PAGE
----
The surf in Fiji has different personalities based on swells and local winds. Where swells originate, along with their size and direction, influence the power of the waves. How local winds blow across the water will determine whether the surface is clean or choppy.
For example, a storm 50 miles offshore will generate swells that gain momentum and size as they approach a break. Big swells generate powerful waves, but don't always produce ones that are ideal for surfing. A lot depends on the wind.
Offshore wind helps swells grow in strength while leaving the water's surface relatively undisturbed. By contrast, onshore wind cuts into swells and causes the surface to become rough. Powerful swells with little to no wind are considered ideal because they produce beautiful, clean surf.
At some point in their journey, swells break. How they do so determines the type of wave that's created.
This break is so-called because the swells break on a point of land, rock, or corral that projects off the shore of a larger body. The point breaks the wave and slows it down. In doing so, it reduces the wave's power, but simultaneously extends it. Waves found at point breaks have been known to extend for hundreds of yards.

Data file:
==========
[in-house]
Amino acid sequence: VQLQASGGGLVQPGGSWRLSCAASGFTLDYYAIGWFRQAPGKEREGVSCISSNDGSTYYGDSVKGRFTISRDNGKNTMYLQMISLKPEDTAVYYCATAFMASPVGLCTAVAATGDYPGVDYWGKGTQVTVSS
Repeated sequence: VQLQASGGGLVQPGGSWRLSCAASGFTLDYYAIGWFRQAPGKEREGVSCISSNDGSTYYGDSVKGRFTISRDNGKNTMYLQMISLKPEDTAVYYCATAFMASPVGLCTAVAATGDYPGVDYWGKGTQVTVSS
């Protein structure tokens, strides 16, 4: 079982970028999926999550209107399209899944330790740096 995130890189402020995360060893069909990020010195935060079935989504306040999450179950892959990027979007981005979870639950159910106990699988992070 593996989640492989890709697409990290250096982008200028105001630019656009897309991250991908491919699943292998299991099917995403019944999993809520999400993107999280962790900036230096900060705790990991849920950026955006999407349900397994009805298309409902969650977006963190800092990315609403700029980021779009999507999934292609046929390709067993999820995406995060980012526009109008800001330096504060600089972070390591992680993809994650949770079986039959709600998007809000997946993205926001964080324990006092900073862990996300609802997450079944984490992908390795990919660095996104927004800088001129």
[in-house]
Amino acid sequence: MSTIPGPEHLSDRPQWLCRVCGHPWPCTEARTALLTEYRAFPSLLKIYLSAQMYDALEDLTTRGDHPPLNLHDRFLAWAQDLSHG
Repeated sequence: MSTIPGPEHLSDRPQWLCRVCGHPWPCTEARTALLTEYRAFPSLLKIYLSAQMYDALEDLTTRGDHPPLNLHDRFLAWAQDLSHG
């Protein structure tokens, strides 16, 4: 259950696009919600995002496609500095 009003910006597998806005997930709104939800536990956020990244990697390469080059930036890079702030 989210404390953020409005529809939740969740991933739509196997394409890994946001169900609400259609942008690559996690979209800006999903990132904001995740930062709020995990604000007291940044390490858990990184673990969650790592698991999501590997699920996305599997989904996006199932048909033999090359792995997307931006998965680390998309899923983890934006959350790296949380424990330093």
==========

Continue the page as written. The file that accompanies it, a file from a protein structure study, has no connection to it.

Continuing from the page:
An example of this type of break can be found at Resorts Left, located south of Natadola Bay. There, swells break on corral, producing clean surf you can ride for more than 100 yards.
Reef breaks are where you'll find barrels and pipes. Every surfing magazine that has showcased the surf in Fiji has carried numerous photos of gorgeous tubes being tamed by experienced surfers. Those tubes are created when swells break on exposed reef beds. The waves bend over the reef, producing a tube.
One of the most revered traits of a reef break is its consistency. The shape of the waves is predictable. When you know the direction of the swells as well as the local wind conditions, you can anticipate the size, shape, power and behaviour of the surf.
The most popular surf spots in Fiji – e.g. Cloudbreak, Namotu Lefts, Restaurants and Wilkes – are reef breaks. These are the waves chased by surf pros.
Beach breaks are found wherever swells break on the sandy ocean floor. That usually occurs near the coastline where the floor tends to be at its shallowest. The floor breaks the swell's momentum and causes its energy to dissipate.
The shape and strength of the waves at beach breaks are somewhat unpredictable. Much depends on the curve of the ocean floor. Because the floor is always changing, it is all but impossible to anticipate the waves that might emerge.
Beach breaks are fantastic places to learn how to surf. The waves are generally small and easy to manage. Experienced surfers, however, would be better served taking on reef and point breaks.
The waters surrounding the Fiji islands are filled with reef breaks. Find out how you can gain quick access to them while staying at the world-class Namotu Island Resort.